Sainsbury’s drives down fridge consumption with F1 tech

It’s a race to the bottom…

Sainsbury’s has installed aerofoils based on Formula 1 technology on fridges at all of its UK stores, completing a rollout that began with a trial five years ago.

The aerofoils are designed to stop cold air escaping from fridges. When air is blown out of the cabinet, the aerofoils direct it back in, saving wasted energy.

Long known in Formula 1, the aerofoils have been adapted for uses including food chilling by its originators, racing legends Williams Advanced Engineering and technology partners Aerofoil Energy. The pair have now sold one million of the devices.

Fitting aerofoils to Sainsbury’s fridges has cut their power use by 15 per cent, at a CO2e saving of 8,700 tonnes each year, according to Dave Merefield, the retailer’s utilities manager.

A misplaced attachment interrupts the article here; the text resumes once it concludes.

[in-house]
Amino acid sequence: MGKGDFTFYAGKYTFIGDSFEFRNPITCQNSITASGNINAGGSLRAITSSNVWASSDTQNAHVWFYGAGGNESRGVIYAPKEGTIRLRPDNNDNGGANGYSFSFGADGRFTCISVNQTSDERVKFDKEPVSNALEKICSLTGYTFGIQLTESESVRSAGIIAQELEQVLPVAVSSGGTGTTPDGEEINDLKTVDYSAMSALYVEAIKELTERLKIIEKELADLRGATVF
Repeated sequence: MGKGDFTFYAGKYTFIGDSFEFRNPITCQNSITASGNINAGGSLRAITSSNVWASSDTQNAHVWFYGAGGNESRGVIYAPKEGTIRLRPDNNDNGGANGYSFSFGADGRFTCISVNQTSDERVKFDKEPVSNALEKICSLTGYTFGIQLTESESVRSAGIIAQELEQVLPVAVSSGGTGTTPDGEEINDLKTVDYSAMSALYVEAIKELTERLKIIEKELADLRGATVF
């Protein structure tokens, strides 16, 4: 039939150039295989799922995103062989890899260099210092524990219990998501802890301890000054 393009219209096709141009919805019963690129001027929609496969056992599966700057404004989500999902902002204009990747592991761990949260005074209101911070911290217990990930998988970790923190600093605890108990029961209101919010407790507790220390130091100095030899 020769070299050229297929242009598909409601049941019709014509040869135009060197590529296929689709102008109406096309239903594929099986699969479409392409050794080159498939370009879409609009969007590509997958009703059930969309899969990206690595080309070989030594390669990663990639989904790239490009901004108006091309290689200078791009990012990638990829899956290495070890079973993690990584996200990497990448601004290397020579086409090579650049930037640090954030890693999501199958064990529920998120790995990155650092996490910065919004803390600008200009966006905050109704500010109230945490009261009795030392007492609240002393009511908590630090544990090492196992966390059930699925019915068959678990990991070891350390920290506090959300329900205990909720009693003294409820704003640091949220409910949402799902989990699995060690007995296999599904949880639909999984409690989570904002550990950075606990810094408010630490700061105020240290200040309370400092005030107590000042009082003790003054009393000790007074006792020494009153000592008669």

Sainsbury’s current annual emissions of one million tonnes represent a 35 per cent reduction over 15 years, it claims, despite its stores’ retail space increasing by almost a half.

In January the retailer pledged £1 billion towards meeting its own net zero goal by 2040. Advised by the Carbon Trust and reporting progress every six months, managers are prioritising measures such as LEDs in all stores by 2022, more power from renewables and converting 25 per cent of Sainsbury’s fleet to zero or low carbon fuels by 2025.

The retailer said it would also pressure suppliers to decarbonise.

Related stories:

Sainsbury’s puts F1 tech into fridges

Sainsbury’s sets aside £1bn for net zero

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